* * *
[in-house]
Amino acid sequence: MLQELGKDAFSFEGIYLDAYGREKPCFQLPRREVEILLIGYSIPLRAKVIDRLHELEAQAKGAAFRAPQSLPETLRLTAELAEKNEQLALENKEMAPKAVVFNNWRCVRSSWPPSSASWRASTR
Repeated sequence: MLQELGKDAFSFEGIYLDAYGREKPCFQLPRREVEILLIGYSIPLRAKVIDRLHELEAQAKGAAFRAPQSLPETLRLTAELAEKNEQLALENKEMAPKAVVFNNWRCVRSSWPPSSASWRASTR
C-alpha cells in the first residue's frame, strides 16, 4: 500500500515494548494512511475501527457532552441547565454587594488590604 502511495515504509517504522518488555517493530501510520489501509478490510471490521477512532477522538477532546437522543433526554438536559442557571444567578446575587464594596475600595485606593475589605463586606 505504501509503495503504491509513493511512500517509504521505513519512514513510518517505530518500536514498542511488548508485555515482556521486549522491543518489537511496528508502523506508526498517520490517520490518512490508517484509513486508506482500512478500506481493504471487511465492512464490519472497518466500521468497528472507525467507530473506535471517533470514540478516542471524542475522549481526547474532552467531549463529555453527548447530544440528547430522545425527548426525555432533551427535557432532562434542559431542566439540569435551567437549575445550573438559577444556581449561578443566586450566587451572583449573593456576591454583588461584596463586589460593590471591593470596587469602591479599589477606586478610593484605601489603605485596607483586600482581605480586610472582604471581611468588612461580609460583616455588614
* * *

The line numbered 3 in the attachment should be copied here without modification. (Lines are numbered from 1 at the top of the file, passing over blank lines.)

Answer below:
Repeated sequence: MLQELGKDAFSFEGIYLDAYGREKPCFQLPRREVEILLIGYSIPLRAKVIDRLHELEAQAKGAAFRAPQSLPETLRLTAELAEKNEQLALENKEMAPKAVVFNNWRCVRSSWPPSSASWRASTR